- A particular product is being pushed by the seller at this time (encouraged by sales targets and incentives).
- The salesperson is only comfortable or familiar with a particular product and does not have the confidence or skill to sell other variations, or to creatively package or bundle a range of solutions.
- There is siloed approach to selling within the sales organization with little cross-selling or up-selling across the different product or brand ranges sold. There may even be competition between different product, or brand teams.
- The seller has interpreted the buyer’s needs and feels confident enough to be able to propose the seller with a single ‘optimal’ solution. Perhaps no interpretation was needed with the buyer setting out in detail what he, or she required.
- The proposal contained the usual disclaimer – this proposal is based on our understanding of your requirements at this time. “We would however be delighted to discuss other options or additional requirements at any time”.[/expand]
Are you effectively making the choice for the customer by limiting the options you propose?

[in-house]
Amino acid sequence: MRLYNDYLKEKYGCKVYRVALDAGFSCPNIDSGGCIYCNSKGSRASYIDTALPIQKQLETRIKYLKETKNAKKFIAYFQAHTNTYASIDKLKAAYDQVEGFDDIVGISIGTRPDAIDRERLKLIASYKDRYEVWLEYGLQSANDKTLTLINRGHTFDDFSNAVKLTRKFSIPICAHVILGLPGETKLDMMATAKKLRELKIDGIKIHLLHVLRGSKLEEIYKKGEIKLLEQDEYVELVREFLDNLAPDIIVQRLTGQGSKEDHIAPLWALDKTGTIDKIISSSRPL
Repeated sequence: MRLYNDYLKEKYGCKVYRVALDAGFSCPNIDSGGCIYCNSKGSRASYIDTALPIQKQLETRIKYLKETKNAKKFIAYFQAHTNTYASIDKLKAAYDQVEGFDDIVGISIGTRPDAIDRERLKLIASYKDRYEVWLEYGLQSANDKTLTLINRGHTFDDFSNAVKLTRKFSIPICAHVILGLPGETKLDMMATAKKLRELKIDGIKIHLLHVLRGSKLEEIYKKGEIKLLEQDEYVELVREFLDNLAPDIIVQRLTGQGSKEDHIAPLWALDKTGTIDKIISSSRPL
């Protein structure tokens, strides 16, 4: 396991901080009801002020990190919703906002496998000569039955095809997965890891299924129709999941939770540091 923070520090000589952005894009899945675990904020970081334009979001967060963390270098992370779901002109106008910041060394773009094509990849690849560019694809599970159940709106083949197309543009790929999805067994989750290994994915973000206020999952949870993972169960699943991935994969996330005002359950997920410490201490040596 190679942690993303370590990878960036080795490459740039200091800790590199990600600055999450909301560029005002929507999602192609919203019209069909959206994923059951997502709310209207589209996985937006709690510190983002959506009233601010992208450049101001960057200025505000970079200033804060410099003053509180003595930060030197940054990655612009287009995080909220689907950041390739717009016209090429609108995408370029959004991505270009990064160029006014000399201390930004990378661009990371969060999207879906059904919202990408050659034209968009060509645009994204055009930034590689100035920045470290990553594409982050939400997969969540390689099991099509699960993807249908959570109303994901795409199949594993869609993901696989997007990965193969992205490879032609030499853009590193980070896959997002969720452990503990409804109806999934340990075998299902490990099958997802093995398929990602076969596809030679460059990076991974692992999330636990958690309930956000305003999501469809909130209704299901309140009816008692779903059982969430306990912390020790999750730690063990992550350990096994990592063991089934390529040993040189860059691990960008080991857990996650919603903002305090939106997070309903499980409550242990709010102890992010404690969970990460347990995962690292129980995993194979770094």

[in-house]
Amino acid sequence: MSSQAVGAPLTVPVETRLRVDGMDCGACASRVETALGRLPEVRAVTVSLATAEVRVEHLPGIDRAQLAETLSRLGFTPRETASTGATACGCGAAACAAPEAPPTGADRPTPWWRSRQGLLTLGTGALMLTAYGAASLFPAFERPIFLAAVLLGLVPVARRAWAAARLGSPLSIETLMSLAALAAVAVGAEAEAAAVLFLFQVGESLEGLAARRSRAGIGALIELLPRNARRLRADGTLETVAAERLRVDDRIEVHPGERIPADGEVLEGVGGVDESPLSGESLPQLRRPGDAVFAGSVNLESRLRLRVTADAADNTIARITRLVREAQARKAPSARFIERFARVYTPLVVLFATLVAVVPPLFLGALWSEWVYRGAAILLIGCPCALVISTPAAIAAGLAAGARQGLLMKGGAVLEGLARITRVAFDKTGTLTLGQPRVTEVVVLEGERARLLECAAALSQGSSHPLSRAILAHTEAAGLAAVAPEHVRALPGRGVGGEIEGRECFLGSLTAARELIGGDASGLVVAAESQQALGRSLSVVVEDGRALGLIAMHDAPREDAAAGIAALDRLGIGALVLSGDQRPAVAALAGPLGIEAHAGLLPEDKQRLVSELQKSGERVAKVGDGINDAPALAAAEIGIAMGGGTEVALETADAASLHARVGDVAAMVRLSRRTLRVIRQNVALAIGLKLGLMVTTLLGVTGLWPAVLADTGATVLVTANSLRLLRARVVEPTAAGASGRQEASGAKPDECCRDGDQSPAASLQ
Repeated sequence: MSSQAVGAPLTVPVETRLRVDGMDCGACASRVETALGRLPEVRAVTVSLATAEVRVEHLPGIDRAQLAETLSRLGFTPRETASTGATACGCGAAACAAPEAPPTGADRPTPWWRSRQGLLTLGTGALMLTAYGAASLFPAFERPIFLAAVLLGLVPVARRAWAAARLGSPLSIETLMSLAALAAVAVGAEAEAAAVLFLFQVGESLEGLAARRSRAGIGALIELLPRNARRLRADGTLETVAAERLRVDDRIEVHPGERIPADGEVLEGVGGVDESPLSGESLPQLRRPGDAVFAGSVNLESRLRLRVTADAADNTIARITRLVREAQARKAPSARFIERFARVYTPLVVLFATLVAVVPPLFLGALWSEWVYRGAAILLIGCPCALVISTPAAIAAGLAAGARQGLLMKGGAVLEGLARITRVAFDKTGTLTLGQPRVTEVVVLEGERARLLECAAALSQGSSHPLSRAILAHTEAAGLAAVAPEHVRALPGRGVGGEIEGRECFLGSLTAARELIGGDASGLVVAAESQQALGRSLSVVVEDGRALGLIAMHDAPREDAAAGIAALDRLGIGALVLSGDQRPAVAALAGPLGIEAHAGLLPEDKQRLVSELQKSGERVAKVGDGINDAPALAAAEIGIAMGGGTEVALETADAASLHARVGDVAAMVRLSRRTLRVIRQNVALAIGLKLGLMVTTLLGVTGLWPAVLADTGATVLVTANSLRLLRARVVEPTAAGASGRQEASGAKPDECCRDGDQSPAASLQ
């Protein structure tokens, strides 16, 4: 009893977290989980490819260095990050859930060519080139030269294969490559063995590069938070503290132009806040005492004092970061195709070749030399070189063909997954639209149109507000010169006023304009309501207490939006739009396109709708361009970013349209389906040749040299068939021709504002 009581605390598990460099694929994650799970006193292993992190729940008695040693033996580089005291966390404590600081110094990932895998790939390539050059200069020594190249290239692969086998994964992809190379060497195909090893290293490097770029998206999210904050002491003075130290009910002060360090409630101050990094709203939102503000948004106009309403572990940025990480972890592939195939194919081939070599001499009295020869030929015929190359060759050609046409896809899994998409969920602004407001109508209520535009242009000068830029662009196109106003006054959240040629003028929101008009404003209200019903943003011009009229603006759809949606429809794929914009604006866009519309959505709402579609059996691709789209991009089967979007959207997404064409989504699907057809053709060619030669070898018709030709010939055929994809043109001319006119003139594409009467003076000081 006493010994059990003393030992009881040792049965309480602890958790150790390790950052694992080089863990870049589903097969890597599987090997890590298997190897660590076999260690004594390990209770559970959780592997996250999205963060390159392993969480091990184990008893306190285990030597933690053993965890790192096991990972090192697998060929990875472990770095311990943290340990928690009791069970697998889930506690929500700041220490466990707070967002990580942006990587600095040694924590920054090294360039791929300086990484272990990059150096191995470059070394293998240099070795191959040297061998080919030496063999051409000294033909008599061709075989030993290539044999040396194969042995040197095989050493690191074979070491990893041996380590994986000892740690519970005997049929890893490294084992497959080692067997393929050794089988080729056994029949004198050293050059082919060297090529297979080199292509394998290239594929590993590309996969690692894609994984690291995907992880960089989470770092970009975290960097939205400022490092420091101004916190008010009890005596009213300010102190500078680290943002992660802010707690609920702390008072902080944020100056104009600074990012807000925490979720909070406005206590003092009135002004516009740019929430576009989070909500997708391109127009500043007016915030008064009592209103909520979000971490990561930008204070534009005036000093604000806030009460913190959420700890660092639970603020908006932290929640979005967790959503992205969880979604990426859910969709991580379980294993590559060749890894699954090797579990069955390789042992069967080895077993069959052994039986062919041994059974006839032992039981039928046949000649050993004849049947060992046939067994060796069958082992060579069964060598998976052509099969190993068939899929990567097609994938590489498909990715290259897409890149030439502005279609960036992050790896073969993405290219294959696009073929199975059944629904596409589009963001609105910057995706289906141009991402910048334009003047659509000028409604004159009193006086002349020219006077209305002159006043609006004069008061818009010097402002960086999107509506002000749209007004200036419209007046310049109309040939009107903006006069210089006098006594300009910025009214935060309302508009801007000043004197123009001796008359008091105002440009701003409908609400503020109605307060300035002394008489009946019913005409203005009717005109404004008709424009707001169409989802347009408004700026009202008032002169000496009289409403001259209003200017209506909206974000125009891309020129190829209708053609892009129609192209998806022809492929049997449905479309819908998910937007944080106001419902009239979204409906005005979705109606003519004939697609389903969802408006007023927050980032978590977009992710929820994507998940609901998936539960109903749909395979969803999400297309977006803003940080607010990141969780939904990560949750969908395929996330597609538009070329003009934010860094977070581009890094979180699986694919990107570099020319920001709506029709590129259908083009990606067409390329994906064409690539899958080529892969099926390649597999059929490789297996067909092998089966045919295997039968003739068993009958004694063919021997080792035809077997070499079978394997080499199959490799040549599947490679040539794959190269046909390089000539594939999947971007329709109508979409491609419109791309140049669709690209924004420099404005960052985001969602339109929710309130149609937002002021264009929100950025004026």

Most sellers I know want to keep the dialogue open even after the proposal is submitted (just as the text above suggests). The problem is that when presented with several proposals from different suppliers the buyer may not be willing or able to re-open discussions with a seller.
Do your proposals prematurely restrict the customer’s choices?
To often the proposal is a ‘do or die’ episode for the seller, one that may be foisted on the seller prematurely.
Always Offer Your Customer A Choice
The advice for the seller pitching has long been to ‘offer a choice of something or something else, rather than something or nothing’. Even in respect of a detailed tender specification and an exhaustive consultative sales process, it still makes sense for the seller to avoid being boxed into a corner.
Could offering your customers more choice increase your likelihood of success?
Presenting the buyer with choices can help the him, or her to decide. That is the scientific reality based on cognitive research by experts such as Dan Ariely. It points out, for example, that most people don’t know what they want until they see it in context.
The bottom line is that choices offered by the salesperson and how they are presented has an important bearing on the buyer’s decision. That is something that is examined in another insight called – How To Influence The Buyer’s Choices.